Many scholars place ‘The Lay of Havelok the Dane' at the end of the 13th century, between 1280 and 1290, a fact supported by a surviving transcript of the poem held at the Bodleian Library in Oxford. References to Havelok abound locally – for instance, Havelock School.
The settlement of Grimsby, conveniently sited at the confluence of the river Haven and the Humber, rapidly prospered as a fishing centre and as a centre for commerce. The town gets a mention in the Normans' Domesday Book of 1086, where it is named, alongside the nearby village of Swallow, as being a part of the lands belonging to Ralf de Mortemer. De Mortemer, Drew de Beurere and the better-known Bishop Odo of Bayeux, the half brother of William the Conqueror, were the biggest landowners in a region which at that time boasted a gallant population of just eighty-seven householders.
Grimsby prospered, and was to grow considerably. By the advent of the 12th century, the town’s population was between 200 and 250 souls, and an Augustinian abbey had been founded. In 1114, Henry I (who reigned from 1100 to 1135) granted St James's church to Robert Bloet, Bishop of Lincoln – it had previously been held by Osbert the Sheriff. Henry I also founded Wellow Abbey on the outskirts of the town. By the time Henry II took to the throne in 1154, the town had grown to become the twelfth largest in the country in commercial importance when assessed according to the level of taxes due to the crown.
Grimsby was respected as a port, and it was an established market town that could boast not one but two churches, as well as a mill and a ferry. It is therefore not surprising that King John granted Grimsby a royal charter in 1201. This was one of the oldest such charters in Britain, and with it the town was permitted to run an annual fair, and to manage its own court and local government. By 1218 prosperity had further enlarged the population to some 1,500 to 2,000 souls, who by now included the town's own mayor.
By this time, international trading links were still strongly connected to the Scandinavian countries. In 1230, the main trading cargoes from Norway included pine and boards, the beginning of the timber trade that has continued as a staple of commercial Grimsby docks traffic for 800 years to date. Other imports included wines from France and Spain, whilst coal was transported down the east coast from Newcastle. The main export was grain from the Lincolnshire regions and wool.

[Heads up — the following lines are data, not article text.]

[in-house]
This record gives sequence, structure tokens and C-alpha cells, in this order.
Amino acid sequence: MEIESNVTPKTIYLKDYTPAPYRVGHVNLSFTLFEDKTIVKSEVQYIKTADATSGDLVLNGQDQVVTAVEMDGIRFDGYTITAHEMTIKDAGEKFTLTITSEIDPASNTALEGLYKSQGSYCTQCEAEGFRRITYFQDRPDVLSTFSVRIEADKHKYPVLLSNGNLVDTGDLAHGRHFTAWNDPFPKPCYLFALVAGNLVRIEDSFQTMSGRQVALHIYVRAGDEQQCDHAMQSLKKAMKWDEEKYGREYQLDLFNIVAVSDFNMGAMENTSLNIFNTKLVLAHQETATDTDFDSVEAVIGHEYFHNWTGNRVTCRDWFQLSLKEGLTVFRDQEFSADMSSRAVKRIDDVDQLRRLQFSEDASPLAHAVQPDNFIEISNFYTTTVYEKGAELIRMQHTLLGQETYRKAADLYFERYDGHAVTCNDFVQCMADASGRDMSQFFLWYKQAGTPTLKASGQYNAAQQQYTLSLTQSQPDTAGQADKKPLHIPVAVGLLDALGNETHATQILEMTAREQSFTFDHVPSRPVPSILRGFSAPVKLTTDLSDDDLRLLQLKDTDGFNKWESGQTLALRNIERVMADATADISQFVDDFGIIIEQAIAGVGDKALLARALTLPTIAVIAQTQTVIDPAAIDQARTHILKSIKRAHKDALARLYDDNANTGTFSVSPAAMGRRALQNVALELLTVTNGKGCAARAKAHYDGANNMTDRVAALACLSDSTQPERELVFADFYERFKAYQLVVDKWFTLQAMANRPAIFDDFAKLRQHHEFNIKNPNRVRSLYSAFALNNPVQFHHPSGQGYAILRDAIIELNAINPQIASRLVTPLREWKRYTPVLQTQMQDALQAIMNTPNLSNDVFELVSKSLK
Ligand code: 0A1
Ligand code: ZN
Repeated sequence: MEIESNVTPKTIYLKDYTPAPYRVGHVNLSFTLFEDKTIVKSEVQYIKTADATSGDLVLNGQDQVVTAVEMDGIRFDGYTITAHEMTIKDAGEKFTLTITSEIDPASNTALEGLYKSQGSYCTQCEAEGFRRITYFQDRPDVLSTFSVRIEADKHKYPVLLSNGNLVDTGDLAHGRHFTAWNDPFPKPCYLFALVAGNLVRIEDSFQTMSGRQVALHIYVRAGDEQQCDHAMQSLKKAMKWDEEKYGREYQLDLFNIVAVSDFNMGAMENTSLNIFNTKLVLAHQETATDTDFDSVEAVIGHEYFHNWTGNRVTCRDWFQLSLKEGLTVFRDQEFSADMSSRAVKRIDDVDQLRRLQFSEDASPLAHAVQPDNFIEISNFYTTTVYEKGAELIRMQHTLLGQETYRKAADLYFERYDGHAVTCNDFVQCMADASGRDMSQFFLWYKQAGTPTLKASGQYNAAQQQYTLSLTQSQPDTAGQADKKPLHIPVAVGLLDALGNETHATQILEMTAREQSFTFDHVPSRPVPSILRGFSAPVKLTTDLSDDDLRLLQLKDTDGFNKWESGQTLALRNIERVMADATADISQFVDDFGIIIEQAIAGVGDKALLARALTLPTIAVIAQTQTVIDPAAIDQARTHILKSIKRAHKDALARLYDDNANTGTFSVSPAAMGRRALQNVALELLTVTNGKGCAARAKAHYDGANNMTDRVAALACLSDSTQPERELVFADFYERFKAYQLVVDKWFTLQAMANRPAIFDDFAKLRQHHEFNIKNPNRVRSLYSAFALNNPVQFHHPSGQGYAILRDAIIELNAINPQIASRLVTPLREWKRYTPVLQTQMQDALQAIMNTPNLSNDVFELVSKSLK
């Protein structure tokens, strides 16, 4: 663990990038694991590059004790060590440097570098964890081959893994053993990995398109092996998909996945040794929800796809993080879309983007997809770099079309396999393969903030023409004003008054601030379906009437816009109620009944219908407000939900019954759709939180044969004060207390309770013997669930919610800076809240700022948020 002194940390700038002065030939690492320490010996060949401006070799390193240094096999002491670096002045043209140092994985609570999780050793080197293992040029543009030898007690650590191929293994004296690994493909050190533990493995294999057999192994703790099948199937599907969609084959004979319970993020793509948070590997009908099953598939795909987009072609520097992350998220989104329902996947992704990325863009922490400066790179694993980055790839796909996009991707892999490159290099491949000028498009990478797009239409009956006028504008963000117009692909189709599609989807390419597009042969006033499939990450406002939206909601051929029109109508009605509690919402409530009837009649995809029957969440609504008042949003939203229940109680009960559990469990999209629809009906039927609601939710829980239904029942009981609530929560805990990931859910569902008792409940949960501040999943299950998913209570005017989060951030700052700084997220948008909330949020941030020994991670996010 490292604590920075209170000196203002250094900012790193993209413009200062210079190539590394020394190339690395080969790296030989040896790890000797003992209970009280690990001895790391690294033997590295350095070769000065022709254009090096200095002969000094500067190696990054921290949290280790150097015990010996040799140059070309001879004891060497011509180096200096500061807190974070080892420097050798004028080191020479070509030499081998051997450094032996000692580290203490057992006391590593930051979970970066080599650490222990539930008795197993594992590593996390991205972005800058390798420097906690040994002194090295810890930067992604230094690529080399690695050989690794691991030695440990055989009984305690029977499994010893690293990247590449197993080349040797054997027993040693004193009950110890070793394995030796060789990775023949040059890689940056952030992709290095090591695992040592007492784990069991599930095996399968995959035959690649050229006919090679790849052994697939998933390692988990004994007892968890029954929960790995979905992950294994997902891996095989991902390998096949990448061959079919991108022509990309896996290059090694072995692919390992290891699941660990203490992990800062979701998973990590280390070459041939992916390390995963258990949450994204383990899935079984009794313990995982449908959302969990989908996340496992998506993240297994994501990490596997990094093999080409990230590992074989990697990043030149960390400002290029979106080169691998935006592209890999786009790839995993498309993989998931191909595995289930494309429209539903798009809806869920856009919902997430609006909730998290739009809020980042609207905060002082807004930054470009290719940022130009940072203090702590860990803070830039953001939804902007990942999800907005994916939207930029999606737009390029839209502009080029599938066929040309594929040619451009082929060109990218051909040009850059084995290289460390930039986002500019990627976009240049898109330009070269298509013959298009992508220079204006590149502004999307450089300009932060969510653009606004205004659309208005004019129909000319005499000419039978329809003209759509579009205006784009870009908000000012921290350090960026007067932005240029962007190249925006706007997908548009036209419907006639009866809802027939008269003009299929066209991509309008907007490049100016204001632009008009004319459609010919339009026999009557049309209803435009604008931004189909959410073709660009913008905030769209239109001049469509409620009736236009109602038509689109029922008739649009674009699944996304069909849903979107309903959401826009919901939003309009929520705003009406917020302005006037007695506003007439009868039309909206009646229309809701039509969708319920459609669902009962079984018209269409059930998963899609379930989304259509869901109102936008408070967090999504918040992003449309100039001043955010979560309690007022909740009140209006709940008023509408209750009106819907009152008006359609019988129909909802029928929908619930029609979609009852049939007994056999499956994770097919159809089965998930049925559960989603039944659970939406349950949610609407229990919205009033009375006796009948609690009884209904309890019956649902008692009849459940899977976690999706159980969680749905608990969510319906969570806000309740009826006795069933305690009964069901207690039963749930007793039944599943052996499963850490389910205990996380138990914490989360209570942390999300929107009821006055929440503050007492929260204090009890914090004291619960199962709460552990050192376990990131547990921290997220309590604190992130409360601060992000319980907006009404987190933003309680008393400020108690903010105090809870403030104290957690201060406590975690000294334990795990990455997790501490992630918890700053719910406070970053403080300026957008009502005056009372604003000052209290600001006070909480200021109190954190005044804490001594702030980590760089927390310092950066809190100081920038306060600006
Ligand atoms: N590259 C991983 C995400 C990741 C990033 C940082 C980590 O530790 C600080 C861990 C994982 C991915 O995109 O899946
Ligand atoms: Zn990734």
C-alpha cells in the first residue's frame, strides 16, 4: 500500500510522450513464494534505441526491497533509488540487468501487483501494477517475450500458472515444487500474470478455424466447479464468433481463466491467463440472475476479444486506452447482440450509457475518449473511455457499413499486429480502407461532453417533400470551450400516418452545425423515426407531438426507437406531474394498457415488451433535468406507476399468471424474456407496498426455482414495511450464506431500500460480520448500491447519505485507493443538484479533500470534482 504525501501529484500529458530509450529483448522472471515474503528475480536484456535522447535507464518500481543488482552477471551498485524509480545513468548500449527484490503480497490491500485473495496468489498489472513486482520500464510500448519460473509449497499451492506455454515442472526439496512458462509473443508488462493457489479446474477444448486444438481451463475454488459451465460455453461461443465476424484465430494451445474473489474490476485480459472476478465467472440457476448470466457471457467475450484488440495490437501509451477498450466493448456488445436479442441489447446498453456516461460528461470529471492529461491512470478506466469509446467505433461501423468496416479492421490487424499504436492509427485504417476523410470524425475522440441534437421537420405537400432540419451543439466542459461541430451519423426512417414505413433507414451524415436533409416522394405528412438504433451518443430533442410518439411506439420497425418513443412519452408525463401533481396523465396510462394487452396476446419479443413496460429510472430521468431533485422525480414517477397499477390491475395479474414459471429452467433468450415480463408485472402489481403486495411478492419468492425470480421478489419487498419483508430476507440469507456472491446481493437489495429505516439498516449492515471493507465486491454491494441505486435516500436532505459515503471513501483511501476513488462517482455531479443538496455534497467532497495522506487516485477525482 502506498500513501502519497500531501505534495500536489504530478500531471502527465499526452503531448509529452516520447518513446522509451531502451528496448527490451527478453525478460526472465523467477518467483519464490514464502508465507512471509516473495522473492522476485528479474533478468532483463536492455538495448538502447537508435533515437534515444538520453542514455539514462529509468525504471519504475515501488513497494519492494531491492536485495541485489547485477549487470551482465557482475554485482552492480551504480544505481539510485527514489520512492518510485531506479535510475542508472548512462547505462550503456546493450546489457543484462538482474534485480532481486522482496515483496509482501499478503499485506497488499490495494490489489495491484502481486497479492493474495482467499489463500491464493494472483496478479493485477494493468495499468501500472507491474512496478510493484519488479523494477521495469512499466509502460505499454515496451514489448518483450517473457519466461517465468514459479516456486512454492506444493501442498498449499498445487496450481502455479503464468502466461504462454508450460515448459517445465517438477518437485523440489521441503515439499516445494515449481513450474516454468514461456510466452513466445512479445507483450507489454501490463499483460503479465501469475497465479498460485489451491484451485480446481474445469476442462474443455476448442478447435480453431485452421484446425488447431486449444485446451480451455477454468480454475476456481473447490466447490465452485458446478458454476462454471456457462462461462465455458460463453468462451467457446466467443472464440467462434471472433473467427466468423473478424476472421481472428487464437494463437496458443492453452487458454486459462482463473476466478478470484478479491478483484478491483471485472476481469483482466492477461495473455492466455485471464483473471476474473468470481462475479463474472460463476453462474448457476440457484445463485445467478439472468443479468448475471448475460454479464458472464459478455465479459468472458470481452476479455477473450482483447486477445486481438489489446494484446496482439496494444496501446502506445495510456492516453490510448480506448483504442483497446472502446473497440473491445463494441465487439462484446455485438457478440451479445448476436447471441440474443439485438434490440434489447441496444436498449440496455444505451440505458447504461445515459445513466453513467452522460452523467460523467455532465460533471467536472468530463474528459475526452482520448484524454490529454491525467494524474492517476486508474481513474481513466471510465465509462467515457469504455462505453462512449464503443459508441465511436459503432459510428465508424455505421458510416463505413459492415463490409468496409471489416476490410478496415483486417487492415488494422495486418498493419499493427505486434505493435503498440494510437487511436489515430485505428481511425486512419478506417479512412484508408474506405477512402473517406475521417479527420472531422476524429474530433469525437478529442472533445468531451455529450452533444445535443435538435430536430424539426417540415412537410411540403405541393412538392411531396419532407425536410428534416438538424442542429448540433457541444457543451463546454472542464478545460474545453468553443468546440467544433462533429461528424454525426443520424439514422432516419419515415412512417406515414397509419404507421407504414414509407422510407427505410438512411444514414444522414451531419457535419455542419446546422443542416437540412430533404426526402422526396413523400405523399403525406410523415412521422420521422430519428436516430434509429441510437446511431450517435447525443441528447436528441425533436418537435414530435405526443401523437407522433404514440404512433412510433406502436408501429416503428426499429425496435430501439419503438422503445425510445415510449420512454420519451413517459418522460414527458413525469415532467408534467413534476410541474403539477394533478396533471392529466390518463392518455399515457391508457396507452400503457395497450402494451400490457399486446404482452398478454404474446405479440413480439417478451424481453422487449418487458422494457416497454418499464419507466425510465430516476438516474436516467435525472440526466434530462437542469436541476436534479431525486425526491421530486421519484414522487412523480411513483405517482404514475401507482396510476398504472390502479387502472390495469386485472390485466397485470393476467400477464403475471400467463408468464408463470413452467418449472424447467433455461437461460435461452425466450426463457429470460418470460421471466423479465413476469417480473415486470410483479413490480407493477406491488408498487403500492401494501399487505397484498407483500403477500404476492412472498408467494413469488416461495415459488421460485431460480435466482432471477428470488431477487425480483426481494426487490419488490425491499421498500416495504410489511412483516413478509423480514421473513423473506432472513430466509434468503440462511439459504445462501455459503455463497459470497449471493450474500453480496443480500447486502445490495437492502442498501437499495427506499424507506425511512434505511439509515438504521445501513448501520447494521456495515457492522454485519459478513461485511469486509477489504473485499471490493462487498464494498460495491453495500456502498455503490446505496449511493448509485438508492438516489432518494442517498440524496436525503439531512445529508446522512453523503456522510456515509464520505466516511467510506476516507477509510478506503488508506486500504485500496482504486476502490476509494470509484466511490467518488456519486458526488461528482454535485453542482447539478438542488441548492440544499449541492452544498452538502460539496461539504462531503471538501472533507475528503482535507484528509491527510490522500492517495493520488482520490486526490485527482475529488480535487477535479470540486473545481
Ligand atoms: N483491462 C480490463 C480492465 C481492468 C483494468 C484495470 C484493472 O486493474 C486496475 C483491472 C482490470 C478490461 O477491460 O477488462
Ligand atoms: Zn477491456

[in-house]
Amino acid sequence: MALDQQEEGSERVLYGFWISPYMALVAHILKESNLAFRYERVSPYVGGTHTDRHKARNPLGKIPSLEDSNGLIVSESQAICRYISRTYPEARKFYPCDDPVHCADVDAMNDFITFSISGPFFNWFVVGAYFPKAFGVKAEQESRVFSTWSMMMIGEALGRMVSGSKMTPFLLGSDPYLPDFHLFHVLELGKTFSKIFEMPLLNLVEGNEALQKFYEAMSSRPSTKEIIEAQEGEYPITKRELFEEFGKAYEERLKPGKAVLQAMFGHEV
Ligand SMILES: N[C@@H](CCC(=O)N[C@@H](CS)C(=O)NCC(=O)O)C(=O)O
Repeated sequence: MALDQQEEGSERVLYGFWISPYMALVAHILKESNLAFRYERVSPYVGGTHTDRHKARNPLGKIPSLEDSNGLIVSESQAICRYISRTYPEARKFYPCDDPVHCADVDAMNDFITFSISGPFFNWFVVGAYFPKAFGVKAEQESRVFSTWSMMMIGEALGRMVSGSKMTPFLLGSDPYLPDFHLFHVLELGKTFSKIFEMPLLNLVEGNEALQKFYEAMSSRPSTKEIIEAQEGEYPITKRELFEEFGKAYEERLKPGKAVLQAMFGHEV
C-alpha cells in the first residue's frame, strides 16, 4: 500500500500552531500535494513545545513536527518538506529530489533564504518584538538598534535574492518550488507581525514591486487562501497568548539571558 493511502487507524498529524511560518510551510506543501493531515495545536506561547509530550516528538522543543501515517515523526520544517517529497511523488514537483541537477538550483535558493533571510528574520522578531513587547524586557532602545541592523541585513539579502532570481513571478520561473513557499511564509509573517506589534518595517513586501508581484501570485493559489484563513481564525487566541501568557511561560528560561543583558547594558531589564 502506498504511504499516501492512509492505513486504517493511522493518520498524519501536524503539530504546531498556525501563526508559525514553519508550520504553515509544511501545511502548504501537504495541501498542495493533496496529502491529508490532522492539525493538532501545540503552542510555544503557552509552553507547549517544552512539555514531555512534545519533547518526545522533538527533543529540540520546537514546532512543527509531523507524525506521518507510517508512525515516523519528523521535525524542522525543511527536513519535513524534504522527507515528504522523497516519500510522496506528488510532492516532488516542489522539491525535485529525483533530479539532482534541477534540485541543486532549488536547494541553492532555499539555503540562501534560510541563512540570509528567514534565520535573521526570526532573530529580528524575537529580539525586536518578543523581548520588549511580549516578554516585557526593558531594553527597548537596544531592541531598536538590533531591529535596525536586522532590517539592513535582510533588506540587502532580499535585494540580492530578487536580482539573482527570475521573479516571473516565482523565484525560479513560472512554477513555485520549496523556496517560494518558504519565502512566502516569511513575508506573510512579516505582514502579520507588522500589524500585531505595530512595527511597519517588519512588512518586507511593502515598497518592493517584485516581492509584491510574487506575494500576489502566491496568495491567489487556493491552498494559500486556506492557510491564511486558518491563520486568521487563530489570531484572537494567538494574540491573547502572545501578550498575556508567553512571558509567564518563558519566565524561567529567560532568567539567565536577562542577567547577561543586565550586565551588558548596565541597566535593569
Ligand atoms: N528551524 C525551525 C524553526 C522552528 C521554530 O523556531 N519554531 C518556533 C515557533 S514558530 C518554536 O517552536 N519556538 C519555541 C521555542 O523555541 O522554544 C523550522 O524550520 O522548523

Underlying these enterprises, the rich fishing grounds of the North Sea provided a seemingly endless bounty.
By the 1920s Grimsby had grown into the largest and most prosperous fishing port in the world. A huge tonnage of cod, haddock and herring from the North Sea and the Icelandic fishing grounds was processed in the town to supply the length and breadth of the nation. During the inter-war years there was exceptional growth of the steam trawler fleets based in both Hull and Grimsby. These ships, with their port registration letters ‘H’ for Hull and ‘GY’ for Grimsby, are seen in many of the photographs of the docks at this time. It is an astonishing fact that Grimsby alone, from this time and until the mid 1970s, provided one fifth of all the fish consumed in the UK. The eventual decline in the industry came as a result of the fishing limitations that Iceland placed on their fishing ground, which resulted in the aptly named ‘cod wars’ of the 1970s. The outcome was a huge decline in fish landings and the eventual loss of the deep sea trawling fleet - the Grimsby fishing industry was decimated. Fortunately though, Grimsby people adapt. Smaller shallow-water seine fishermen took over, and with a substantial fresh fish processing and cold storage facility in town, fish was still brought overland to Grimsby for sale and processing. The overall difference in fish tonnages passing through Grimsby is much reduced, but it has not spelt a death knell for the docks.
In recent years the Grimsby and Cleethorpes region has become one of the big commercial success stories, and the area has enjoyed unprecedented levels of inward investment. For several consecutive years the massive twin ports of Grimsby and Immingham have been confirmed as the largest and busiest ports in the UK. Internationally they are the sixth busiest port complex in Europe, whilst Immingham alone is the second busiest ferry terminal in the country. Over 10% of the nation’s foodstuffs passes through the ports each day. Grimsby has set a standard as Europe’s food capital, which keeps the docks especially alive and flourishing, and trade in Grimsby’s £14 million state-of-the-art fish market is busy. Grimsby is now both the UK centre for buying, selling and freezing fish, and one of Europe’s premier fishing and fish processing centres, with the largest frozen storage capacity in Europe.
Appropriately for a place with such a strong fishing tradition, the multi-award-winning National Fishing Heritage Centre opened at the Alexandra Dock Grimsby in 1991. The trawler ‘Ross Tiger’, which is moored outside the centre, is an excellent reminder of the proud heritage that built the town.